Antiretroviral drugs are used to treat HIV. Treatment for HIV has improved immensely since the disease was first diagnosed in the 1980s. None of the drugs used to treat HIV are a cure, however, they can help delay and prevent AIDS. Symptoms can be delayed or reduced for many years. Because the virus replicates, HIV builds resistance to treatment and a combination of various drugs is most effective. This combination is known as highly active anti-retroviral therapy (HAART). Unfortunately, many of the drugs have serious side effects.
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General: Although current antiretroviral drugs cannot cure HIV/AIDS, they may suppress the virus, even to undetectable levels. The guidelines for antiretroviral treatment are the same for adolescents and adults.
Patients who were taking antiretroviral medication before becoming pregnant should talk to their healthcare providers to determine the safest and most effective treatment options. In general, efavirenz (Sustiva®), stavudine (Zerit®), hydroxyurea (Droxia® or Hydrea®), and the oral liquid formulation of amprenavir (Agenerase®) should not be taken during pregnancy because they may cause harm to the fetus.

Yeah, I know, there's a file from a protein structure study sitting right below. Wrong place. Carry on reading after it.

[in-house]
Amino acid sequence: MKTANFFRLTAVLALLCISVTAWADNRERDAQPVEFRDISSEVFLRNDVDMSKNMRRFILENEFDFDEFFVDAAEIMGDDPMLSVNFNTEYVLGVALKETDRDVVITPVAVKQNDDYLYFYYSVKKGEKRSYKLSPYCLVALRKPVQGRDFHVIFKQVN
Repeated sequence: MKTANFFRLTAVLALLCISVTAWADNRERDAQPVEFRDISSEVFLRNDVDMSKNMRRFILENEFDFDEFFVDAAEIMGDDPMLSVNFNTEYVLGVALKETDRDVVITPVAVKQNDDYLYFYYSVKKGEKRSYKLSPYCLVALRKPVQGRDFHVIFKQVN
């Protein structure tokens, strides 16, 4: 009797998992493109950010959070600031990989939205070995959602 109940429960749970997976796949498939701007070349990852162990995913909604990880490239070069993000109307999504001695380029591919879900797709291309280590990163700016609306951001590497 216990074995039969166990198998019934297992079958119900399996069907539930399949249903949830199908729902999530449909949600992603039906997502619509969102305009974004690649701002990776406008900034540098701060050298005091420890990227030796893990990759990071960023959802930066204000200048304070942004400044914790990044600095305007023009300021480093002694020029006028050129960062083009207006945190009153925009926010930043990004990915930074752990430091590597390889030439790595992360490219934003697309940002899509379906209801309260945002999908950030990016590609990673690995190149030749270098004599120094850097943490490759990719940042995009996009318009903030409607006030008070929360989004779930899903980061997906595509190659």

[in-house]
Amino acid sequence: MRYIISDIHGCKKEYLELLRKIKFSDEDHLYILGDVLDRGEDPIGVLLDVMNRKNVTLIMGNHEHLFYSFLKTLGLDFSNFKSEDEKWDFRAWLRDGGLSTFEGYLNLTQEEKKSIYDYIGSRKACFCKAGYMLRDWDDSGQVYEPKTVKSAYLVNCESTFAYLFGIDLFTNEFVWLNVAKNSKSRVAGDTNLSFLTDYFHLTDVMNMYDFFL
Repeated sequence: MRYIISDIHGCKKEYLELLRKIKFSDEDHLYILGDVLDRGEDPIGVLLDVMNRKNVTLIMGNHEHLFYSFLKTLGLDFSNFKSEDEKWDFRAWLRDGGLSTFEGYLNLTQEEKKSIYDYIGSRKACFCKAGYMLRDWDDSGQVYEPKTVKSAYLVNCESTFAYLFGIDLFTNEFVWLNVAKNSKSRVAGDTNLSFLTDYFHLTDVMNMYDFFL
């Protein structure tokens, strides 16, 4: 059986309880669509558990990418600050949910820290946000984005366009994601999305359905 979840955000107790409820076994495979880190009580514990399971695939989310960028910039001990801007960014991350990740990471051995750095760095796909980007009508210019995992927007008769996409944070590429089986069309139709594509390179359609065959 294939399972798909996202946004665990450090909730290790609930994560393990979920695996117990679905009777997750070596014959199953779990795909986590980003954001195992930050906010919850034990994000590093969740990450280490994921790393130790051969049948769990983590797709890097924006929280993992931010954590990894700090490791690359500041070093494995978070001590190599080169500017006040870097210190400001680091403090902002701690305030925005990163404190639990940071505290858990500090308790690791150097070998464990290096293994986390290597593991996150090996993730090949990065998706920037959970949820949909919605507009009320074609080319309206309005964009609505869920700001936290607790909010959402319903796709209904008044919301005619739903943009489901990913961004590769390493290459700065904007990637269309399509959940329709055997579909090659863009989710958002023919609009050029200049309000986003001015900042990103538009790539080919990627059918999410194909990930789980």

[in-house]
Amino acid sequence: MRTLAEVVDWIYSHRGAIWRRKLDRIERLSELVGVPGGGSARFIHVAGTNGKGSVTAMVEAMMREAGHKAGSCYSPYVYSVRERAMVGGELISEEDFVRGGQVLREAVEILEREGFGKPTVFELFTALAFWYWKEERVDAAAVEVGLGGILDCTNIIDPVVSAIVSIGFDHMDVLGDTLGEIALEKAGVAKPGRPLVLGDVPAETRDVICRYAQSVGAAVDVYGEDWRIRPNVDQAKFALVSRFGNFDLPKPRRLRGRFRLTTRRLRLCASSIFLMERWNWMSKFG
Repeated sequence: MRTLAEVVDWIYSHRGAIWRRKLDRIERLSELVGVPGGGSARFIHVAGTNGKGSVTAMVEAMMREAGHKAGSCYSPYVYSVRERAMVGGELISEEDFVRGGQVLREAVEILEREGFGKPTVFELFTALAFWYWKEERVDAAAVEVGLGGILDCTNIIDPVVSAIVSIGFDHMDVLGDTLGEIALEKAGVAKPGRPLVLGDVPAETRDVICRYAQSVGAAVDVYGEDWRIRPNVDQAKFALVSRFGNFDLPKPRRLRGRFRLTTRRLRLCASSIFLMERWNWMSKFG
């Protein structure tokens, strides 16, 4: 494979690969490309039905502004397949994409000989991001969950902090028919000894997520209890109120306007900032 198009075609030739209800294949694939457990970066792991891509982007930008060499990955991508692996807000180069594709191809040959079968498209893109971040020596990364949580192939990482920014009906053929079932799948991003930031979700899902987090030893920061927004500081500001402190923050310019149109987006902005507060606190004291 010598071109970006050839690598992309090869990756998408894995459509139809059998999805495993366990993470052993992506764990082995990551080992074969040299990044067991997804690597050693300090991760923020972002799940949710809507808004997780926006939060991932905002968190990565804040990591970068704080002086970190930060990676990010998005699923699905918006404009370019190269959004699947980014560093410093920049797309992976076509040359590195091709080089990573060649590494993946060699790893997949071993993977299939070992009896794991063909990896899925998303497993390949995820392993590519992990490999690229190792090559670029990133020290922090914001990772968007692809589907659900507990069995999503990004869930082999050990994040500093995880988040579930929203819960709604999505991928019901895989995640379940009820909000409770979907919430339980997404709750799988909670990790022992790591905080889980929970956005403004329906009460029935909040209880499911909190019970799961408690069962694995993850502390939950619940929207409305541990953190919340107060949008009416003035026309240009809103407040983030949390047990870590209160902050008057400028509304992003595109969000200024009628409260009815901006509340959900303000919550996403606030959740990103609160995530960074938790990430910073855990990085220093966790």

Highly active antiretroviral therapy (HAART): HIV patients typically receive a combination of antiretroviral drugs because a single patient may have several different strains (types) of the virus circulating in the blood. The different strains of the virus may respond differently to specific types of drugs. Therefore, highly active antiretroviral therapy (HAART), which is a combination of drugs from at least two different drug classes, is recommended. There are five major classes of antiretrovirals: fusion inhibitors, nucleoside/neucleotide reverse transcriptase inhibitors (NRTIs/NtRTIs), non-nucleoside reverse transcriptase inhibitors (NNRTIs), protease inhibitors, and integrase inhibitors. Each drug class disrupts different stages of HIV's life cycle.
Synergistic enhancers: Another group of medications, called synergistic enhancers, may also be used in combination with other antiretroviral drugs to treat HIV. These medications do not act as antiretrovirals when taken alone, but they have been shown to improve the antiretrovirals effects of other drugs, including ritonavir. Very small doses of synergistic enhancers may also be used to reduce the liver metabolism of other antiretroviral drugs.
You should read product labels, and discuss all therapies with a qualified healthcare provider. Natural Standard information does not constitute medical advice, diagnosis, or treatment.
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